Friday, May 20, 2016

The valleys of Tucuman Province: Tafí del Valle and El Mollar

Tafí del Valle

Tafí del Valle and El Mollar are two small towns in Tucuman province, North of the capital, San Miguel.

They are easily accessible by bus which winds up the many curves into the mountains before eventually heading down into the valleys which are still over 2000m above sea level.

A statue of an indigenous messenger on the road up the mountain

Tafí del Valle is the larger of the two towns set in amongst the hills surrounding the valley.

The town is quite rural with horses and other livestock often grazing on the side of the dirt roads in the town.

Llamas grazing

The town is surrounded by many hills from which you can get a panoramic view of Tafí and the surrounding valley.

The trail to the hills starts just out of town across the Rio Banda.

Rio Banda

Soon after the river the trail becomes very steep as you begin the ascent into the hills.

The trail up the hill

From the trail you can see all of Tafí de Valle all the way to El Mollar.

Looking down the valley to El Mollar

At the top of the hill is a cross (of course) and from here you can see all of the valley.

The cross and some four-legged companions I picked up along the way

Tafí del Valle

Looking towards El Mollar

The trail continues into the hills but sadly the weather was turning bad so I had to head back to Tafí to enjoy some local delicacies.

Clouds over the trail

Locro - a local stew of pumpkin, beans and meat

Delicious local wine

Cayote with nuts - the fruit is slow roasted with sugar and eaten with nuts.

After a night's feasting, the next day I was ready to explore the nearby town of El Mollar.

The main square in El Mollar 

El Mollar is a tiny town on the edge of a large dam around 15km from Tafí del Valle. It's accessible by local collectivo via very bumpy dirt roads from Tafí.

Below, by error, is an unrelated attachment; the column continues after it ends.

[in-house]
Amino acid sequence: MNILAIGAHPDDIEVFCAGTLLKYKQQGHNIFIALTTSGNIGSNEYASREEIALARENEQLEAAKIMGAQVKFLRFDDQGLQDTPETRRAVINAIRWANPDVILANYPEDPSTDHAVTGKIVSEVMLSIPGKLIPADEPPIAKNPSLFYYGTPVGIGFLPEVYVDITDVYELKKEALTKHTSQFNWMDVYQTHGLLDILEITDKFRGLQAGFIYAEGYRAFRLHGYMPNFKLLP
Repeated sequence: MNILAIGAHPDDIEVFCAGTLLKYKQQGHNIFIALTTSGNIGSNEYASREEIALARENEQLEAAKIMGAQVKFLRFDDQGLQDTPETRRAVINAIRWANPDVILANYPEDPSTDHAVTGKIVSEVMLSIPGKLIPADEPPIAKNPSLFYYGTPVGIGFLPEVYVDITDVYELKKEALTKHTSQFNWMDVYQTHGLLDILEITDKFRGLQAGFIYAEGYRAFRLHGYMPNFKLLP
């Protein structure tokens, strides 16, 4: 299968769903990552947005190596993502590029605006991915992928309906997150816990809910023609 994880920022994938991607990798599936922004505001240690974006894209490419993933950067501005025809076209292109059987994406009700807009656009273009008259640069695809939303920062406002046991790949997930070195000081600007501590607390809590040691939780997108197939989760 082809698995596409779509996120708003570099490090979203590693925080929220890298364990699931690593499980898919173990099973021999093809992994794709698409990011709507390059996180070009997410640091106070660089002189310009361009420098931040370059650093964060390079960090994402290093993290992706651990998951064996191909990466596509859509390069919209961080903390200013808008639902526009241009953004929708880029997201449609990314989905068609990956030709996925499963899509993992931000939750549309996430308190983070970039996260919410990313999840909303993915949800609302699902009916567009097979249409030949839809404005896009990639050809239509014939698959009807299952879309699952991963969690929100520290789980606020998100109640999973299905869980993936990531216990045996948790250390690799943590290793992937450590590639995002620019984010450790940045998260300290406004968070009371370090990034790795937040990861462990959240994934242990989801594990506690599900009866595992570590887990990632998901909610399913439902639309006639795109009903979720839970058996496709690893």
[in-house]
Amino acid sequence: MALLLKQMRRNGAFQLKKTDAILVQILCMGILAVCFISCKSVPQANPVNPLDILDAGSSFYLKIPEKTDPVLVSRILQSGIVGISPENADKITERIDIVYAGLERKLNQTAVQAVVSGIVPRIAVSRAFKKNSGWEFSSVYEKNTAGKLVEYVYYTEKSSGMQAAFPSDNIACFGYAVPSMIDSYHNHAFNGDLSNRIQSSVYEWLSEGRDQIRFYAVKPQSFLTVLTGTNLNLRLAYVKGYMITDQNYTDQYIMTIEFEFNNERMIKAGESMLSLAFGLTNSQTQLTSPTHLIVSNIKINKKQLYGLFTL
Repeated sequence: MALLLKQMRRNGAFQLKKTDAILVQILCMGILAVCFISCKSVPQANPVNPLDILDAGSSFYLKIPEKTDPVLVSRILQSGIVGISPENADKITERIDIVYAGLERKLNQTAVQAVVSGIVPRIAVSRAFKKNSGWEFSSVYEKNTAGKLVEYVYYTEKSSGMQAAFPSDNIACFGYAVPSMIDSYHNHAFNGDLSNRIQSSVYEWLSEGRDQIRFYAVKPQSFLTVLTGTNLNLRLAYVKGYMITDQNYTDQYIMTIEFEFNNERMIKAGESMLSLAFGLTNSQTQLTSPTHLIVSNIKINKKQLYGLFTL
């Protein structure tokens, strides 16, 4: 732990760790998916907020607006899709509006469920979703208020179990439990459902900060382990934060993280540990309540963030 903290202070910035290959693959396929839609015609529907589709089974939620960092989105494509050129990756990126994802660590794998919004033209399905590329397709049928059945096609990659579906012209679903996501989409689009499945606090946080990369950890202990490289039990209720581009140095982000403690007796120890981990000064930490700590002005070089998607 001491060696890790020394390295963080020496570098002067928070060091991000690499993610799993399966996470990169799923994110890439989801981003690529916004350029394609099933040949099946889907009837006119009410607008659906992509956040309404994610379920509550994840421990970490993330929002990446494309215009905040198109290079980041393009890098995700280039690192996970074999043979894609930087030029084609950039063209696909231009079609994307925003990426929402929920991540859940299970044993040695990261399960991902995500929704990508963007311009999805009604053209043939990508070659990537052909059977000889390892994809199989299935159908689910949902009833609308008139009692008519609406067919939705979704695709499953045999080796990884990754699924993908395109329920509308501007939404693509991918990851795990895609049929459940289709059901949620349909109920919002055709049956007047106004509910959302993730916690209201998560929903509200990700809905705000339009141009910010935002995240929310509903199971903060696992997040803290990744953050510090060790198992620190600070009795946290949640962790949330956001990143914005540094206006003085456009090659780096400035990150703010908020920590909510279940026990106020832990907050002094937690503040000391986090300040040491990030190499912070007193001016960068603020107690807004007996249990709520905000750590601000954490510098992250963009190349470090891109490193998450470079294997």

La Angostura dam

The town boasts a collection of important archaeological artifacts - Los Menhires.

Los Menhires

These stones were originally stood in front of the houses of the local indigenous people and could be found all around the valleys. Unfortunately many of the stones were vandalised, stolen and even used to construct bridges and roads so they were all moved to a secure park in El Mollar. The curators of the park have tried their best to recreate the position and orientation of the stones.

Designs carved into the stones - often faces or representations of animals

Unfortunately the reconstruction is mainly guesswork as many of the structures had already been dusturbed.

A reconstructed stone circle

The other reason why many of the stones were moved was to make way for a dam in El Mollar. The dam now provides a recreational area for the locals and a habitat for local birdlife but sadly has destroyed some of the valley's indigenous heritage.

La Angostura dam

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